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When Saddam Hussein declared that he would incinerate half of Israel with poison gas during the Gulf War in 1991, the vocal German Jewish journalist Henryk M. Broder proposed, in a op-ed, an Israel solidarity test for Germans who never cease to affirm their support for Israel's right to exist. Broder urged Germans to book flights to Tel Aviv, thereby matching their rhetoric with action.
Needless to say, German commercial planes at Frankfurt airport remained empty of travelers to Israel.
More recently, Green Party parliamentarian Hans-Christian StrÃ¶bele reportedly justified rocket attacks on the Jewish population as a "logical, almost compelling consequence of Israel's politics."
StrÃ¶bele has not - yet - aligned himself with Mahmoud Ahmadinejad's plan to annihilate Israel. He's anyway too consumed with defeating a plan to build a McDonalds in his Berlin electoral district of Kreuzberg, an area with a large Turkish and Arab constituency.
StrÃ¶bele's anti-Americanism is the flip side of prevailing left-liberal German anti-Israelism. Simply put, there's an interplay between judeophobia and anti-Americanism.
THE WAVE of British trade union boycotts against Israeli products and academic institutions presents a new solidarity test for both German labor unions and - if you believe Norman Finkelstein - Germany's purportedly philo-Semitic population in general.
My own view is that Germany is forced to remain image-conscious in light of the Nazi boycott of Jewish businesses, beginning in 1933 ("Germans Defend Yourselves! Don't Shop at Jewish Stores!"). That helps to explain why today's German unions are not initiating, or in their wildest anti-Israel fantasies would ever propose, any boycott-Israel resolutions.
But run-of-the-mill anti-Israelism was manifested in an open letter that circulated within the dominant metalworkers' union in Germany, IG Metall, demanding a "nationwide solidarity campaign with the victims of Israeli aggression."
Following the pattern of many on the German Left infatuated with refuting the charge of anti-Semitism, the signatories of the letter argued that their protest was "legitimate" and ought not to be "misused for anti-Semitic propaganda." The protest letter, predictably, failed to mention the Israeli victims of Palestinian terror attacks, mirroring some deeply anchored prejudices: Israel is be blamed for every transgression; Israel is always the guilty party.
MEANWHILE, in the United States the Jewish Labor Committee in New York jump-started a remarkable campaign to block the British boycott of Israel. Over 30 major unions (including those representing teachers, the United Auto Workers, AFL-CIO, the Change to Win coalition of American labor unions, and the Coalition of Black Trade Unionists) have all aligned themselves with the JLC campaign.
In sharp contrast to their American union counterparts, German unions have neither signed a resolution condemning the British anti-Israel boycott measures, nor issued statements demanding that their sister unions in England discontinue the modern version of "Don't shop at Jewish stores."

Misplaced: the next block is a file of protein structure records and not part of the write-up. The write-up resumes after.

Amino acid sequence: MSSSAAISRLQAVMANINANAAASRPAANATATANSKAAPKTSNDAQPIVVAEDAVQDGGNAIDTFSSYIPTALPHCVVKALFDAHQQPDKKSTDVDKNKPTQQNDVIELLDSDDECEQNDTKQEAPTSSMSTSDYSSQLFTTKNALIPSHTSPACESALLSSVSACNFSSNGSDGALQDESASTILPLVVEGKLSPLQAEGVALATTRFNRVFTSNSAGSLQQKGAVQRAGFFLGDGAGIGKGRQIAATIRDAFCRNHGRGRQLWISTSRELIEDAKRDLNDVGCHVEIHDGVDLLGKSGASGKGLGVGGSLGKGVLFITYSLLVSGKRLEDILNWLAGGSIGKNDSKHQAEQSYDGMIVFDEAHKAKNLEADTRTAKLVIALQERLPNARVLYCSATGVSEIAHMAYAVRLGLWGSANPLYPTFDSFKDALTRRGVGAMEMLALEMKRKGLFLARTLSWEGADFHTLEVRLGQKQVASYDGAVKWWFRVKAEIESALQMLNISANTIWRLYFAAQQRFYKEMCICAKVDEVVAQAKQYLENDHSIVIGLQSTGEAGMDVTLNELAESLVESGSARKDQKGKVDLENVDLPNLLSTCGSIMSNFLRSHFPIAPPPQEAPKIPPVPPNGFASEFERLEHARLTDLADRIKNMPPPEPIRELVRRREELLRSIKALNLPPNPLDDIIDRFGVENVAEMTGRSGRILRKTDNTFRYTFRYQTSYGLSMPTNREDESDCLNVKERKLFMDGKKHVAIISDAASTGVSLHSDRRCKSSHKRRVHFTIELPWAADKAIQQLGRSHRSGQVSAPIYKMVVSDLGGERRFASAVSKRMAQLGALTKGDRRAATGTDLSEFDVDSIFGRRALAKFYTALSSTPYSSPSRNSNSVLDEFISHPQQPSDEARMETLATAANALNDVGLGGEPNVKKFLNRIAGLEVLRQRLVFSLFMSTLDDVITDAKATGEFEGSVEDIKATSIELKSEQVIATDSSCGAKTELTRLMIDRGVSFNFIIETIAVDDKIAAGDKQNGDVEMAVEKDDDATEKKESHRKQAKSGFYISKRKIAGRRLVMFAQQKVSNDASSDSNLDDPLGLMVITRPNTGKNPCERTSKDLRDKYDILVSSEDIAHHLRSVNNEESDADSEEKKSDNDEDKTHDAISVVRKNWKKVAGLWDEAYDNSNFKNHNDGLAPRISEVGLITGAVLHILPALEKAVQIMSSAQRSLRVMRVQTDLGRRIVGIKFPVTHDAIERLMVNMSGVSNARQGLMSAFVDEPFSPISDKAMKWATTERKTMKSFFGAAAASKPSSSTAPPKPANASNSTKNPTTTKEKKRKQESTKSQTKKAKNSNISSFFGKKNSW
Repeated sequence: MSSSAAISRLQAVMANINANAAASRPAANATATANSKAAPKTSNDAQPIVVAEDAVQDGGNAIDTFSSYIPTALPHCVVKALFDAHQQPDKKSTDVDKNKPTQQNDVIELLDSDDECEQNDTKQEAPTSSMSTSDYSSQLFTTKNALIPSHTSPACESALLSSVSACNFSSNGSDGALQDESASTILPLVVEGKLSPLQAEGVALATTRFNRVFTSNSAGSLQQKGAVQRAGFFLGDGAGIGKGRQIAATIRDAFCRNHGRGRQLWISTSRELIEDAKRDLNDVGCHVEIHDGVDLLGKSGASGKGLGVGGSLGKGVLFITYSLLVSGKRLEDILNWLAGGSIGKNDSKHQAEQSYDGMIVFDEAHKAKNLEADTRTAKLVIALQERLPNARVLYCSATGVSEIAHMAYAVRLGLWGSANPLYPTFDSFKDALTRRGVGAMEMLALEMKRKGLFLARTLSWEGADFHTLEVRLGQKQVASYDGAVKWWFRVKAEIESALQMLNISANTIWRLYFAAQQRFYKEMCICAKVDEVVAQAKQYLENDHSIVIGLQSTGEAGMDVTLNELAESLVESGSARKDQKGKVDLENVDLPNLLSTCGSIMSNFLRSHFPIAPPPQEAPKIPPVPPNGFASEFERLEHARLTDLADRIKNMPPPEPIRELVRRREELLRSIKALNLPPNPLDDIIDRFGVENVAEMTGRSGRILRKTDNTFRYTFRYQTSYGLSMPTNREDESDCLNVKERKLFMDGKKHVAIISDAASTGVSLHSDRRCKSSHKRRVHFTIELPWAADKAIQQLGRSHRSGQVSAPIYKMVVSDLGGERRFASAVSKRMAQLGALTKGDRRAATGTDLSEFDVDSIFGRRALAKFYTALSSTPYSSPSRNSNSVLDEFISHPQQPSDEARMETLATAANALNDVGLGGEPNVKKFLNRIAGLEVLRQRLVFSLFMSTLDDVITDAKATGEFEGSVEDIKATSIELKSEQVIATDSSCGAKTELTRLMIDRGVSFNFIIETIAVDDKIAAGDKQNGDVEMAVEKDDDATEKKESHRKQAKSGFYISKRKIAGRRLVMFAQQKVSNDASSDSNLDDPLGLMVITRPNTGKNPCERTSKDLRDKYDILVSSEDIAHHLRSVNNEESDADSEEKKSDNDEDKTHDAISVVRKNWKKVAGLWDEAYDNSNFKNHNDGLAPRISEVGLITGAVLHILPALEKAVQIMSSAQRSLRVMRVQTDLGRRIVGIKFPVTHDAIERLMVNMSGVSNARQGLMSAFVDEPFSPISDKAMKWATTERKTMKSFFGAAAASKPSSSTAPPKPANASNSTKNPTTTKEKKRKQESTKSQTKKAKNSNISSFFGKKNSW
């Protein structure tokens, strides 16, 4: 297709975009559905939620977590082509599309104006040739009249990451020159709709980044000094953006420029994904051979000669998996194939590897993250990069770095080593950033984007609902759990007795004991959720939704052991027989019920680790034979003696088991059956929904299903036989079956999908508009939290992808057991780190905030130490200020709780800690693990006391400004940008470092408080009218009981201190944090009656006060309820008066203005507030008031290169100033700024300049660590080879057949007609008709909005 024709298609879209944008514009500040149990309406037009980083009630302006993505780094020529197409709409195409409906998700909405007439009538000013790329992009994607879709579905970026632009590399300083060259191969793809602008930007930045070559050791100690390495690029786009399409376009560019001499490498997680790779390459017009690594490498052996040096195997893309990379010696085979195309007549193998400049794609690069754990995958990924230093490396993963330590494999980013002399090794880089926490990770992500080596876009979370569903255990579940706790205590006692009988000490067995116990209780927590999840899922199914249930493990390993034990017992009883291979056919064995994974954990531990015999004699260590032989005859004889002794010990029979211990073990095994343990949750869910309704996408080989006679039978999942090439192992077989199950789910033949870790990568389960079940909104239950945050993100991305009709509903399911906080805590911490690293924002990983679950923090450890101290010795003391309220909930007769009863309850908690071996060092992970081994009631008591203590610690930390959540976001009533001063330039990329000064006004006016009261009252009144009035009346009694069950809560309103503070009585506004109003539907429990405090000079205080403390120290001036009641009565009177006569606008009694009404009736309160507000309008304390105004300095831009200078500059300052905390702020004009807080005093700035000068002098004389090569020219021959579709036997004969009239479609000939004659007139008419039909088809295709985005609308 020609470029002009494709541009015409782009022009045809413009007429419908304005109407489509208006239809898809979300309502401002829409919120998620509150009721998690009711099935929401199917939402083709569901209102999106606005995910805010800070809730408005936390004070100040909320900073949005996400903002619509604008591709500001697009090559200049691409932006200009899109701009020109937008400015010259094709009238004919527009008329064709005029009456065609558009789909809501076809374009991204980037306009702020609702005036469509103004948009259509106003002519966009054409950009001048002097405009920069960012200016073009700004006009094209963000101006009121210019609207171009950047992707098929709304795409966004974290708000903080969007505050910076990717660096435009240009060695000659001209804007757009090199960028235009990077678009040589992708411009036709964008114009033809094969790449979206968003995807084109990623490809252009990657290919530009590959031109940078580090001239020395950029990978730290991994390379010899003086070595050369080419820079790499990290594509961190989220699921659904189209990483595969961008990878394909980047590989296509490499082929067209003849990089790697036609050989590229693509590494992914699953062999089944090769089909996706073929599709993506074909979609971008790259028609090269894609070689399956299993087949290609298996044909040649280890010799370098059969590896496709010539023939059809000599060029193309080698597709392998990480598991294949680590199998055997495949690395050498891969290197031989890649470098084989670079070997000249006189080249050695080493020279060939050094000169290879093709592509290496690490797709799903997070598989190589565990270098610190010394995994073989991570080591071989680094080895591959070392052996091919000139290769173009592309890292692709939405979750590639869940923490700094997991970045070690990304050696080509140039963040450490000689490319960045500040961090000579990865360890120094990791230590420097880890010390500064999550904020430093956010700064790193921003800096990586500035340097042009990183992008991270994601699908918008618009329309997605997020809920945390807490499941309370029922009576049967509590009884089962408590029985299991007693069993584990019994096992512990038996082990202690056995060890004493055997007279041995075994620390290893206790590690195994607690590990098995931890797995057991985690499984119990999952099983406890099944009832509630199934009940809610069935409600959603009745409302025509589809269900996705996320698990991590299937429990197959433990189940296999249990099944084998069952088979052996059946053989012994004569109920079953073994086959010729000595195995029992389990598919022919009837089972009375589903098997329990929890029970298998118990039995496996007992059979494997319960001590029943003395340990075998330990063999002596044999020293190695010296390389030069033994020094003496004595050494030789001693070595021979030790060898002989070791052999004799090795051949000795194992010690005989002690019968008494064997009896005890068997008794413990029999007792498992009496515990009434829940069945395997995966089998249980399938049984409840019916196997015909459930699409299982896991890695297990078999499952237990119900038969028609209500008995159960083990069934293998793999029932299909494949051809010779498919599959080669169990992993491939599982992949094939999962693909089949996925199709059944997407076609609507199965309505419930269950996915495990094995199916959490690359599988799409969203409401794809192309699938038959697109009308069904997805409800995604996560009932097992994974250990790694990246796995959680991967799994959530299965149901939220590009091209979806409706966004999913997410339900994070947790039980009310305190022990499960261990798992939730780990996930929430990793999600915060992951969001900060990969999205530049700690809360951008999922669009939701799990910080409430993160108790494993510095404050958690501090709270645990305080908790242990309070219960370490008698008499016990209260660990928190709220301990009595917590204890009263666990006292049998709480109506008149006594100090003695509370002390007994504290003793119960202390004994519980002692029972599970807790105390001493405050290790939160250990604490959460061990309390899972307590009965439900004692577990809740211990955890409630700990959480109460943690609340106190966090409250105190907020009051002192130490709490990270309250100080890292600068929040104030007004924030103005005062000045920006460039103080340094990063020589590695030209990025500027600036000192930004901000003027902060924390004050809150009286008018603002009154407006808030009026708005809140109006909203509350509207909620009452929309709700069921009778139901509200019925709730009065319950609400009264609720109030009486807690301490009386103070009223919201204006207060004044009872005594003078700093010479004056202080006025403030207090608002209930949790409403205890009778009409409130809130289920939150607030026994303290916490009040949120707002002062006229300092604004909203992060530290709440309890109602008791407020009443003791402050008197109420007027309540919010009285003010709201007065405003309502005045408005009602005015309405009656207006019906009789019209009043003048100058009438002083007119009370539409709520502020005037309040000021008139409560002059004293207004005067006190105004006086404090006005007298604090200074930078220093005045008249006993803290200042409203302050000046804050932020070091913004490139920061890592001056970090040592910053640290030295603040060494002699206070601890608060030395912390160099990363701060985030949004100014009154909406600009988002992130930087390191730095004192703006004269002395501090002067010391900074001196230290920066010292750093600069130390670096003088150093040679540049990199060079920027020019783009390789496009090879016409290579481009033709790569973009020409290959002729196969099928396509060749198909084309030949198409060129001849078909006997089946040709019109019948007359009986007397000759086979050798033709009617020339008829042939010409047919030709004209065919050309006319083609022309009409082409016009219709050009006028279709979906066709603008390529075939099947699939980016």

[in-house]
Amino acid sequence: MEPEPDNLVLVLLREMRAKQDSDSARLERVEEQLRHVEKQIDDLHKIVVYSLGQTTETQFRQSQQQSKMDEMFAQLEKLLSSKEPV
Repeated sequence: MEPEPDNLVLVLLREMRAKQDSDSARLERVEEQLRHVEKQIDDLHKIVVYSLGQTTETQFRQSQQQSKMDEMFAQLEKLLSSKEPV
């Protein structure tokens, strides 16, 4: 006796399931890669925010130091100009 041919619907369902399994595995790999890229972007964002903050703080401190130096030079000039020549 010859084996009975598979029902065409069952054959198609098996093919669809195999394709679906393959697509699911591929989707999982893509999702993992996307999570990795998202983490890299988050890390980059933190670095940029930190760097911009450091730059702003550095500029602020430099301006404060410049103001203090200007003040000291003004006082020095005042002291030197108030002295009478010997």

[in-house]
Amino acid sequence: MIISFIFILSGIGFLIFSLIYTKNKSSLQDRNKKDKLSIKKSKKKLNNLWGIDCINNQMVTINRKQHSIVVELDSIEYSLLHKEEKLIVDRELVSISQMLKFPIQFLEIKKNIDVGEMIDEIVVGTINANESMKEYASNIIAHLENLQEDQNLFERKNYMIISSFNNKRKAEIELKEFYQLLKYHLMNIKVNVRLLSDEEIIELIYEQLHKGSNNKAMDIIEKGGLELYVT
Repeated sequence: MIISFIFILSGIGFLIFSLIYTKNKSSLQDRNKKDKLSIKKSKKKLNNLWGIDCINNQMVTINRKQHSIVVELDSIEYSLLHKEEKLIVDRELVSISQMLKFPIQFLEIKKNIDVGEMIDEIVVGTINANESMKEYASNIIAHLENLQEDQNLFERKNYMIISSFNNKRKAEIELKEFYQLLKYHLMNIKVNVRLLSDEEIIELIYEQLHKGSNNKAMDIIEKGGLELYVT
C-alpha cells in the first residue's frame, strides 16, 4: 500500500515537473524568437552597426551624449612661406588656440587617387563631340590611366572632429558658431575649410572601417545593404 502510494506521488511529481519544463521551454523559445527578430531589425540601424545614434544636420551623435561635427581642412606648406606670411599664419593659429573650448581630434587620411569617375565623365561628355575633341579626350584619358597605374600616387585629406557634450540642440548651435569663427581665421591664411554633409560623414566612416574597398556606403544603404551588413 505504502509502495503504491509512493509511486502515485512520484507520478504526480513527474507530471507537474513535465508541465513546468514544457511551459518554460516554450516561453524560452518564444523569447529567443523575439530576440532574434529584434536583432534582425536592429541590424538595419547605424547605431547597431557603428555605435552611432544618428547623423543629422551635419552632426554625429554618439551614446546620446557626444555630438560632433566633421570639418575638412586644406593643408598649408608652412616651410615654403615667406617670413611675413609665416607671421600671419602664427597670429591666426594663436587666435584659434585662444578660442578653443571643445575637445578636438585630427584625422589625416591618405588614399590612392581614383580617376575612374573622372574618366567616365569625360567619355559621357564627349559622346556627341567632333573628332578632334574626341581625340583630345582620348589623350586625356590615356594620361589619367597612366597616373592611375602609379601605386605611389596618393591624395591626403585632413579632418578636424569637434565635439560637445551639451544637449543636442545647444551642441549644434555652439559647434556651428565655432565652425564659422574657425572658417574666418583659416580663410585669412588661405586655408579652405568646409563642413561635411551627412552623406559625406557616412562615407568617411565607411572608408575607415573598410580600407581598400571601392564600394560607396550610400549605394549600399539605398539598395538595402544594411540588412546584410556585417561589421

An active boycott measure against Israel surfaced in the German chapter of the popular European anti-globalization network called Attac. This local Attac group published, in 2003, an online boycott appeal urging that Israeli products from the Territories be banned in the European Union.
A MORE encouraging sign is the department store chain Kaufhof, which between August 14 and 28 participated in a nationwide Israel Food Week held in 28 of its massive stores. (The Nazis "Aryanized" the businesses of the German Jewish founder of Kaufhof, Leonhard Tietz.) Most stores selling Israeli merchandise have tended to play down the Israeli origin of their products, and Kaufhof was not immune to this syndrome.
Columnist Michael Miersch, who writes for the big Die Welt daily, noted on his blog that in Munich's Kaufhof store, the Israel Week display was tucked away and paled in comparison to "French Week," in which the store was "decorated like a children's birthday party."
Miersch interpreted the concealed "Israel Week" as a preemptive measure so as not to stoke the possible anti-Israelism of the shoppers.
Incidentally, Jewish cafes and stores in Germany require a police presence and CCTV cameras to prevent social and political violence.
Are German labor union leaders, like the watered-down Kaufhof Israel display in Munich, running scared from endorsing a statement or resolution condemning the hard-core anti-Israelism of the British unions - because that would signal a confrontation with anti-Israeli attitudes and perhaps latent anti-Semitism within their memberships?
Or is the indifference simply an outgrowth of failing to understand that there's a new strain of anti-Semitism in the world, often camouflaged as anti-Israelism?
FOLLOWING Henryk M. Broder's lead, I propose an Israel solidarity test for the eight major labor organizations in Germany: If German trade unionists are prepared to put substance into the word "solidarity," then the following action plan ought to be embraced: a crystal-clear condemnation of the British union anti-Israel boycott measures, coupled with a series of solidarity missions that will fill one commercial plane after another with German union members on their way to Tel Aviv.
Now that would be an opening German union salvo in the struggle against British - and German - anti-Israelism.
The writer is a freelance journalist living in Berlin. He has written for The Forward and contributes to JÃ¼dische Allgemeine Zeitung, the paper for Central Council of Jews in Germany.
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